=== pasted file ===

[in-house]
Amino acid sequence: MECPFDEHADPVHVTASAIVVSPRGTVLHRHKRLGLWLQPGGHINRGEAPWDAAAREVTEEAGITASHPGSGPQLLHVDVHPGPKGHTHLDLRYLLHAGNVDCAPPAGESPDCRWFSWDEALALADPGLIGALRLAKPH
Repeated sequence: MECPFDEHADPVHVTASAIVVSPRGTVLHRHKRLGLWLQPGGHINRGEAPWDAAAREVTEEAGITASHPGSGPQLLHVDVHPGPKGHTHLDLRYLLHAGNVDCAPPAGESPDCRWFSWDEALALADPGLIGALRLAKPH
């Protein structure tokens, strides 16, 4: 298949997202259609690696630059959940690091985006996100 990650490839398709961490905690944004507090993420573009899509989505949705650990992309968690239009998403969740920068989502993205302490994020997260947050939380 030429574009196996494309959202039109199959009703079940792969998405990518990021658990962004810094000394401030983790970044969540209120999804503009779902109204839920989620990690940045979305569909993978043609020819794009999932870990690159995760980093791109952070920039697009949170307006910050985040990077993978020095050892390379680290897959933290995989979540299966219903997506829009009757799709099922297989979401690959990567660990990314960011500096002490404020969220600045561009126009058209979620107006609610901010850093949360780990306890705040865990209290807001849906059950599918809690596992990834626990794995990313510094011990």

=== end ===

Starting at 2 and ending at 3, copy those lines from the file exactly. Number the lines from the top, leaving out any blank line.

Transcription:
Amino acid sequence: MECPFDEHADPVHVTASAIVVSPRGTVLHRHKRLGLWLQPGGHINRGEAPWDAAAREVTEEAGITASHPGSGPQLLHVDVHPGPKGHTHLDLRYLLHAGNVDCAPPAGESPDCRWFSWDEALALADPGLIGALRLAKPH
Repeated sequence: MECPFDEHADPVHVTASAIVVSPRGTVLHRHKRLGLWLQPGGHINRGEAPWDAAAREVTEEAGITASHPGSGPQLLHVDVHPGPKGHTHLDLRYLLHAGNVDCAPPAGESPDCRWFSWDEALALADPGLIGALRLAKPH